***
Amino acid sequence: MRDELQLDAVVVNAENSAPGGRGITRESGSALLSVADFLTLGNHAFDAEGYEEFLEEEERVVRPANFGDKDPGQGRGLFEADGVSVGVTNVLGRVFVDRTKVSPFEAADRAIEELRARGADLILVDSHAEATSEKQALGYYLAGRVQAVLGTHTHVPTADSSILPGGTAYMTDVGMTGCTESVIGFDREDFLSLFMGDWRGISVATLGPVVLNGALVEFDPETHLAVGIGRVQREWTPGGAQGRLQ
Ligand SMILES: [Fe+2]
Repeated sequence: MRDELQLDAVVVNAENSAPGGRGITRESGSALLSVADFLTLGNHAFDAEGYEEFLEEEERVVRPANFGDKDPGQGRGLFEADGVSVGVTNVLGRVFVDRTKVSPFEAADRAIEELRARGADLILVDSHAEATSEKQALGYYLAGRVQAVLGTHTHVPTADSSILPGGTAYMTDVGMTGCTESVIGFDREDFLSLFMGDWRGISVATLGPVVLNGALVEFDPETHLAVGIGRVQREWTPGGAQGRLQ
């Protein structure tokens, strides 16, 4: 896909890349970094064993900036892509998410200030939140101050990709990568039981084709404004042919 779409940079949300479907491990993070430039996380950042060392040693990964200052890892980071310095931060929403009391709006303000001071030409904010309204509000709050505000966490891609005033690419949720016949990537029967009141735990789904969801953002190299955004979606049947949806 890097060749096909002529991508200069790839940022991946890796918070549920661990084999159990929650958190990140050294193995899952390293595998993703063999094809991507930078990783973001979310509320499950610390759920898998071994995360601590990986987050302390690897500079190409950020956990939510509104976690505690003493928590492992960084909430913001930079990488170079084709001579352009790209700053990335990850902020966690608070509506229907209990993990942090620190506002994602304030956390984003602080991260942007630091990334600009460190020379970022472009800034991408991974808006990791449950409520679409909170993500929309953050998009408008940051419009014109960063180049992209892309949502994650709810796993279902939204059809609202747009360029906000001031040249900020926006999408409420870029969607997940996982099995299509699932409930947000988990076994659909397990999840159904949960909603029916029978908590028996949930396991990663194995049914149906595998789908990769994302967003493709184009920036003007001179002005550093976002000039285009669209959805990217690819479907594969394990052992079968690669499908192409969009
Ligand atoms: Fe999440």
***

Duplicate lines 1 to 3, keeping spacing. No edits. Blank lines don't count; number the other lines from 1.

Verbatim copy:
Amino acid sequence: MRDELQLDAVVVNAENSAPGGRGITRESGSALLSVADFLTLGNHAFDAEGYEEFLEEEERVVRPANFGDKDPGQGRGLFEADGVSVGVTNVLGRVFVDRTKVSPFEAADRAIEELRARGADLILVDSHAEATSEKQALGYYLAGRVQAVLGTHTHVPTADSSILPGGTAYMTDVGMTGCTESVIGFDREDFLSLFMGDWRGISVATLGPVVLNGALVEFDPETHLAVGIGRVQREWTPGGAQGRLQ
Ligand SMILES: [Fe+2]
Repeated sequence: MRDELQLDAVVVNAENSAPGGRGITRESGSALLSVADFLTLGNHAFDAEGYEEFLEEEERVVRPANFGDKDPGQGRGLFEADGVSVGVTNVLGRVFVDRTKVSPFEAADRAIEELRARGADLILVDSHAEATSEKQALGYYLAGRVQAVLGTHTHVPTADSSILPGGTAYMTDVGMTGCTESVIGFDREDFLSLFMGDWRGISVATLGPVVLNGALVEFDPETHLAVGIGRVQREWTPGGAQGRLQ